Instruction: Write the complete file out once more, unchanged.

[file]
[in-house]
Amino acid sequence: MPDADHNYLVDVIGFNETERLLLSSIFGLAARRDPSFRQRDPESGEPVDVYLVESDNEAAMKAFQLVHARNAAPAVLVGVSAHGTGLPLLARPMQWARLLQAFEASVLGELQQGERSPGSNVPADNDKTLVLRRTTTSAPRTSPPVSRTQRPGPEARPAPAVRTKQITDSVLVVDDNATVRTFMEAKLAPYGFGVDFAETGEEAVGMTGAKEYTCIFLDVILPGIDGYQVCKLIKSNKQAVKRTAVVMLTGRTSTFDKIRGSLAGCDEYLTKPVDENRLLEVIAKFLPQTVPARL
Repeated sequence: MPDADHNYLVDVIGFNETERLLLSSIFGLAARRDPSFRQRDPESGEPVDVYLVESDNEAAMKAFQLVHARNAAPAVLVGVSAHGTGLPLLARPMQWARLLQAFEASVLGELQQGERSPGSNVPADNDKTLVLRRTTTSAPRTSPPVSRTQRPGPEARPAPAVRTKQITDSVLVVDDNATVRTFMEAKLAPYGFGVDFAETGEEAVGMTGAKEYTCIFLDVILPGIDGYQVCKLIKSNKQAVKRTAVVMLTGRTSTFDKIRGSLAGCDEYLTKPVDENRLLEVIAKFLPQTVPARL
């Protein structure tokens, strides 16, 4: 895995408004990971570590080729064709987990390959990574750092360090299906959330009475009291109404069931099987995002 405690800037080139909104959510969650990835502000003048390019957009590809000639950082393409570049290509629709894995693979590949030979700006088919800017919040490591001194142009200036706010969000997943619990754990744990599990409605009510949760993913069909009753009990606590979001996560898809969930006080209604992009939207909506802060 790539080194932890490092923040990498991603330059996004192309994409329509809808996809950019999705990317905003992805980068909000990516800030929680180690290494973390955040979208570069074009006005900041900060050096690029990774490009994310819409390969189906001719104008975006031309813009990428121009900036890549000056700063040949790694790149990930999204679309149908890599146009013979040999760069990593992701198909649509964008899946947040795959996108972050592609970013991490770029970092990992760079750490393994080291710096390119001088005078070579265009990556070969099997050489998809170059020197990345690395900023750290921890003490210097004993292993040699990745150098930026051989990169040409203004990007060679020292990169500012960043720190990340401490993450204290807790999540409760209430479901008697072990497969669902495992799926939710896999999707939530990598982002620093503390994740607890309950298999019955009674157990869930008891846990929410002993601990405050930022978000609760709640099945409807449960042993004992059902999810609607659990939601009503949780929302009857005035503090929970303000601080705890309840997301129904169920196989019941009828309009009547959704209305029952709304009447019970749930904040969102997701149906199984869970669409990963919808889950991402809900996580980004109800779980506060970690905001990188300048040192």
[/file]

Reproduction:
[in-house]
Amino acid sequence: MPDADHNYLVDVIGFNETERLLLSSIFGLAARRDPSFRQRDPESGEPVDVYLVESDNEAAMKAFQLVHARNAAPAVLVGVSAHGTGLPLLARPMQWARLLQAFEASVLGELQQGERSPGSNVPADNDKTLVLRRTTTSAPRTSPPVSRTQRPGPEARPAPAVRTKQITDSVLVVDDNATVRTFMEAKLAPYGFGVDFAETGEEAVGMTGAKEYTCIFLDVILPGIDGYQVCKLIKSNKQAVKRTAVVMLTGRTSTFDKIRGSLAGCDEYLTKPVDENRLLEVIAKFLPQTVPARL
Repeated sequence: MPDADHNYLVDVIGFNETERLLLSSIFGLAARRDPSFRQRDPESGEPVDVYLVESDNEAAMKAFQLVHARNAAPAVLVGVSAHGTGLPLLARPMQWARLLQAFEASVLGELQQGERSPGSNVPADNDKTLVLRRTTTSAPRTSPPVSRTQRPGPEARPAPAVRTKQITDSVLVVDDNATVRTFMEAKLAPYGFGVDFAETGEEAVGMTGAKEYTCIFLDVILPGIDGYQVCKLIKSNKQAVKRTAVVMLTGRTSTFDKIRGSLAGCDEYLTKPVDENRLLEVIAKFLPQTVPARL
């Protein structure tokens, strides 16, 4: 895995408004990971570590080729064709987990390959990574750092360090299906959330009475009291109404069931099987995002 405690800037080139909104959510969650990835502000003048390019957009590809000639950082393409570049290509629709894995693979590949030979700006088919800017919040490591001194142009200036706010969000997943619990754990744990599990409605009510949760993913069909009753009990606590979001996560898809969930006080209604992009939207909506802060 790539080194932890490092923040990498991603330059996004192309994409329509809808996809950019999705990317905003992805980068909000990516800030929680180690290494973390955040979208570069074009006005900041900060050096690029990774490009994310819409390969189906001719104008975006031309813009990428121009900036890549000056700063040949790694790149990930999204679309149908890599146009013979040999760069990593992701198909649509964008899946947040795959996108972050592609970013991490770029970092990992760079750490393994080291710096390119001088005078070579265009990556070969099997050489998809170059020197990345690395900023750290921890003490210097004993292993040699990745150098930026051989990169040409203004990007060679020292990169500012960043720190990340401490993450204290807790999540409760209430479901008697072990497969669902495992799926939710896999999707939530990598982002620093503390994740607890309950298999019955009674157990869930008891846990929410002993601990405050930022978000609760709640099945409807449960042993004992059902999810609607659990939601009503949780929302009857005035503090929970303000601080705890309840997301129904169920196989019941009828309009009547959704209305029952709304009447019970749930904040969102997701149906199984869970669409990963919808889950991402809900996580980004109800779980506060970690905001990188300048040192």